A Thrilling Ring Cycle in a Nutshell

By Truman C. Wang

Wagner’s Ring Cycle has been called “a symphony with voices”, so it’s perfect for the concert stage, condensed from 15 hours of the complete cycle to 1.5 hours of orchestral highlights .  The orchestra tells us everything that is happening in the Ring on stage.

Swiss conductor and Music Director of the Paris Opéra Philippe Jordan clearly knew his stuff, conducting from memory, creating natural ebb and flow of tempo in Das Rheingold’s waterlogged Prelude (the woodwinds assumed the vocal parts of the Rhinemaidens).  During the 20-minute excerpt of the Rheingold, we encountered the misshapen dwarf Alberich, the gleaming Rhine gold, the anvil chorus of the Nibelung slaves, Loge’s fire, Donner’s thunder, Froh’s rainbow bridge and finally the gods’ entrance into Valhala – all in crisp, vivid Technicolor details. 

The popular Walküre excerpts opened with the tremendously rousing audience-pleaser “Ride of the Valkyries” and concluded in the tearingly poignant singing line of “Wotan’s Farewell”.  The L.A. Phil strings played gloriously throughout.

The “Forest murmurs” from Siegfried acted as a central interlude, Wagner’s tone-painting delightfully evoked, with flashes of urgency anticipating Siegfried’s coming quest, and the excerpt ending exultantly.   Principal flute Denis Bouriakov ‘sang’ the woodbird with the most disarming charm.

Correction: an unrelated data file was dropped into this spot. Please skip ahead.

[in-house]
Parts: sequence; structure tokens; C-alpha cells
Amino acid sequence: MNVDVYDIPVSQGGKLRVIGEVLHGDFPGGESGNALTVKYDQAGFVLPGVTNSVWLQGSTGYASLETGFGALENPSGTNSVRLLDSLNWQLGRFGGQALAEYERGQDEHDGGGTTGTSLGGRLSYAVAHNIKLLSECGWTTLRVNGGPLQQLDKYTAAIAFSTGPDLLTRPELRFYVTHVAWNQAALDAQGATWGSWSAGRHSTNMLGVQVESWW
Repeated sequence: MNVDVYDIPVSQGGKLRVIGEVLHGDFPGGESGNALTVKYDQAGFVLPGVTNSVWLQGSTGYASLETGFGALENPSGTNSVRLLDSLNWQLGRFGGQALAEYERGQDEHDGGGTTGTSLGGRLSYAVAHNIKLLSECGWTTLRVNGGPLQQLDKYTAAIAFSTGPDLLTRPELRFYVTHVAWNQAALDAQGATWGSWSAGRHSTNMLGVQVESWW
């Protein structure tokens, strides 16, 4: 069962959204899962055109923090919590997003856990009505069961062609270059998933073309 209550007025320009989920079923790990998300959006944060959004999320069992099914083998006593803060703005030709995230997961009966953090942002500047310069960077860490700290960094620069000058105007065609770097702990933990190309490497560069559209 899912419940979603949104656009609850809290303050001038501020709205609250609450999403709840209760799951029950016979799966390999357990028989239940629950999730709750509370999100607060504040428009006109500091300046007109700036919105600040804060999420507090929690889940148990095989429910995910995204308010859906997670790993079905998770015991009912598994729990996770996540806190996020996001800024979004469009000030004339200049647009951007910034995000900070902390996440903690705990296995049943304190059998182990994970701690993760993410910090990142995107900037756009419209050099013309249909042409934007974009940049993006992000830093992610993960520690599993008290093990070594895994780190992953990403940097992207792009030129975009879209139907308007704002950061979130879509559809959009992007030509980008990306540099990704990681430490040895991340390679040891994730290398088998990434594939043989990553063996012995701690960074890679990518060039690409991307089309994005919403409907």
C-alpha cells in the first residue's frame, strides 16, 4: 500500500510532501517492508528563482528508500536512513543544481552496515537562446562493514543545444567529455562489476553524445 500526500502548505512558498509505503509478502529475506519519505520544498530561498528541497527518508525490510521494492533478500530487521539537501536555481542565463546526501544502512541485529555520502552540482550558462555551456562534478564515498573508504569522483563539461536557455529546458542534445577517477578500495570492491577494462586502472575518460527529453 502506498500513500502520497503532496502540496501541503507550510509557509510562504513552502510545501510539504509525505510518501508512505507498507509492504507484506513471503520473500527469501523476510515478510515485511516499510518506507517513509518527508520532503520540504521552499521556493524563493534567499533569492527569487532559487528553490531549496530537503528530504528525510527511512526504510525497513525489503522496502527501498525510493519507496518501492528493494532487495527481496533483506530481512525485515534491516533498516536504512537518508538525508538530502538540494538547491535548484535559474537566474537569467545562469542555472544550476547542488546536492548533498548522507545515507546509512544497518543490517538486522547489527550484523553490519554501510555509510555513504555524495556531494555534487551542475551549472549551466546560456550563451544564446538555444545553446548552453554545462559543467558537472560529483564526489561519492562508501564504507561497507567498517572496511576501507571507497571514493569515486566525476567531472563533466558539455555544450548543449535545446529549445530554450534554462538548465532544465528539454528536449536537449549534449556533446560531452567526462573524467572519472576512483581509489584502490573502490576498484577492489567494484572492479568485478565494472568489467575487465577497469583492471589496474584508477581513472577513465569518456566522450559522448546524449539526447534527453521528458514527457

The mood darkened after the intermission; the Götterdämmerung excerpts opened with somber lower strings and soft horns in anticipation of Siegfried’s Rhine journey.  Maestro Jordan generated a hugely passionate and thrilling climax before Siegfried sounds his famous horn call.  But the hero is on his way to be murdered, and in the “Funeral March” the L.A. Phil created marvelously dramatic sonorities in strings and brass, thundering out those mighty chords in the death/funeral sequence.  “Brünnhilde’s Immolation” scene followed.  So powerful was the singing of soprano Iréne Theorin, and so white hot was the final conflagration of brass with the lyrical string apotheosis, that one was almost aware of the heat of the flames. 

The best thing about this concert is that one never had the sense that these were just excerpts; instead, one was carried satisfyingly onwards to the gods’ twilight and the destruction of Valhalla.

Truman C. Wang is Editor-in-Chief of Classical Voice, whose articles have appeared in the San Gabriel Valley Tribune, the Pasadena Star-News, other Southern California publications, as well as the Hawaiian Chinese Daily.